Talia and Daniel Haykin went from cidermaking hobbyists to winning national awards and opening their own tasting room in matter of a few years. And it all started after visiting the Stapleton Farmer’s Market.
Talia & Daniel Haykin
“That first batch was a horrible failure,” admits Talia, with a laugh. “My husband kept playing around with it, knowing we could do better. He was reading a lot and it finally dawned on him that making cider was not like brewing beer, it was in actuality a type of winemaking.”
With this new winemaking approach, Daniel started experimenting with different varietals of apples just as wine makers ferment different grape varietals. He sought out to let each apple express itself through the magic of fermentation. Subsequent batches started to taste good – really good.
A sticky situation
Even as the taste improved, there were mishaps along the way. Talia recalls one incident where a large glass carboy container (used in the fermenting process) shattered in their Stapleton townhouse living room, and five gallons of partially fermented cider spilled onto their hardwood floors.
“The floor was so sticky and we would have to mop it again and again because the juice soaked into the hardwood,” Talia recalls. “Before we sold our place and moved Lowry, we had to completely refinish all the hardwoods.”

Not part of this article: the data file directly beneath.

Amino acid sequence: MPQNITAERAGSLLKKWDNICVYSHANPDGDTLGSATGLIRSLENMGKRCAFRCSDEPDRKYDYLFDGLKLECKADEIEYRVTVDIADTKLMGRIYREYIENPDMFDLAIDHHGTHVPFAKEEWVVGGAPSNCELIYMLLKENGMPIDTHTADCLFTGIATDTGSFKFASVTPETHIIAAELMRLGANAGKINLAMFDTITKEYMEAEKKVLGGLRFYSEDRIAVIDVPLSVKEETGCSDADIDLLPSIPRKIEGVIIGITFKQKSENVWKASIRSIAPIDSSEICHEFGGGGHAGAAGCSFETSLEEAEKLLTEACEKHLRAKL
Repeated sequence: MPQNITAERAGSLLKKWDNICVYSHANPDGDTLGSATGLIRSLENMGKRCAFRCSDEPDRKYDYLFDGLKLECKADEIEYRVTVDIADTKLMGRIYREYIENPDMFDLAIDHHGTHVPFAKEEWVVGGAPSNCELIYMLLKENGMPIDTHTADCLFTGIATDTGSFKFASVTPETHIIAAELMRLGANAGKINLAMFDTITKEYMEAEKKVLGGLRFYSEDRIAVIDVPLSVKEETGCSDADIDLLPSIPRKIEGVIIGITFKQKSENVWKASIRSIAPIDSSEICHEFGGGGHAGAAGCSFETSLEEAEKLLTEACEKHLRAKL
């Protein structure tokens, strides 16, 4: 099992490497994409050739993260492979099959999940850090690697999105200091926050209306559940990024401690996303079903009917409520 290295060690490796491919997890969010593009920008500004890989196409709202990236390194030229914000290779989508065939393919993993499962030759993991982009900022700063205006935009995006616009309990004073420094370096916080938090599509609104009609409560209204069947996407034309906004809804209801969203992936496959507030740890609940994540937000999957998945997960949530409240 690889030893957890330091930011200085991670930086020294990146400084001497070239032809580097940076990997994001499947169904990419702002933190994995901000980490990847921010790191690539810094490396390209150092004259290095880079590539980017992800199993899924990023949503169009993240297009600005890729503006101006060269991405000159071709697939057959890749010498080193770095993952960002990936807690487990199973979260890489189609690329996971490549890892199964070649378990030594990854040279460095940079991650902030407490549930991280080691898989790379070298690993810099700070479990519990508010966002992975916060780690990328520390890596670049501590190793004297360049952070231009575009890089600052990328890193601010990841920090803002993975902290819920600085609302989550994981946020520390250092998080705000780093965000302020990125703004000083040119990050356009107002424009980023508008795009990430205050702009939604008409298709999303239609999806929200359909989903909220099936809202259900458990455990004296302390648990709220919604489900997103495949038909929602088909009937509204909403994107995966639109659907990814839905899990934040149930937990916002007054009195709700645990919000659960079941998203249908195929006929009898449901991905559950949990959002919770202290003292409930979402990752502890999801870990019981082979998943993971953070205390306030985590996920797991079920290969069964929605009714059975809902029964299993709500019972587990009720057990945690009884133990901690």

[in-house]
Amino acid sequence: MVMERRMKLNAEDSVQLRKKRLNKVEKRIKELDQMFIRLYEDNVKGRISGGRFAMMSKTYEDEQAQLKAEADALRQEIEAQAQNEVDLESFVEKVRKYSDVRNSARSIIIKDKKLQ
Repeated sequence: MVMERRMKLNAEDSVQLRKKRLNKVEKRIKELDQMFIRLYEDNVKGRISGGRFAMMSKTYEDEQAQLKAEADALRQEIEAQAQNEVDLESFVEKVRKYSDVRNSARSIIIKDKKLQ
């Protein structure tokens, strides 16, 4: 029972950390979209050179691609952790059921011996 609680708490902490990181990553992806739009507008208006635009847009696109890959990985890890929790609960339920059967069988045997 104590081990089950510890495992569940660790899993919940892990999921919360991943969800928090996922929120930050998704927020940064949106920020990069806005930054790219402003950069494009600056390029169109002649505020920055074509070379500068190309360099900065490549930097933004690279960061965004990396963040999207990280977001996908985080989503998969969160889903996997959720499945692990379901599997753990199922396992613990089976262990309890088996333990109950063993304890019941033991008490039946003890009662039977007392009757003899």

Taste the difference
As they refined their process, they began collecting champagne bottles from anywhere they could for bottling because they used higher carbonation in their cider. Regular bottles just couldn’t handle the pressure. The high carbonation makes Haykin Family Cider different than many others.
“We love sparkling wine. We make what we like to drink. We make what we love. I don’t want us to ever make anything we would not enjoy,” Talia says. The effervescence of a sparkling wine is the sensation we want. It requires a bit of extra work and skill, but it is worth it.”
From competitions to running a business
At the urging of friends, the Haykins began entering cider competitions in 2016. That first year, Daniel came back to Denver with several top awards. The next year, they ramped up their cider making and won the best in class award at an international competition.
“We had a few investors tell us they would invest if we wanted to start a business. After the best in class award, we said, ‘Ok, let’s do this.’”
They found a space on Peoria just outside of Stapleton and built a production facility and a tasting room. Daniel, an investment advisor, became the official Cidermaker and Talia, a writer and social media strategist, became the Chief Marketing Officer. The tasting room opened in February 2018, just six days before their second child was born.
The tasting room is open four days a week, offering several kinds of cider by the glass or flight, served either from the bottle or from the tap. Bottles are available for sale at the tasting room, and several liquor stores and restaurants have begun to feature Haykin Family Ciders as part of their offerings.
Daniel works closely with Colorado orchards to source as many apples locally as possible. They also work with farmers in Washington State since sometimes Colorado’s apple supplies are low due to hail and late frosts.
The Haykins are open to collaborating with surrounding neighborhoods on events like food truck nights and other opportunities, so they encourage neighbors reach out to them if they have an idea.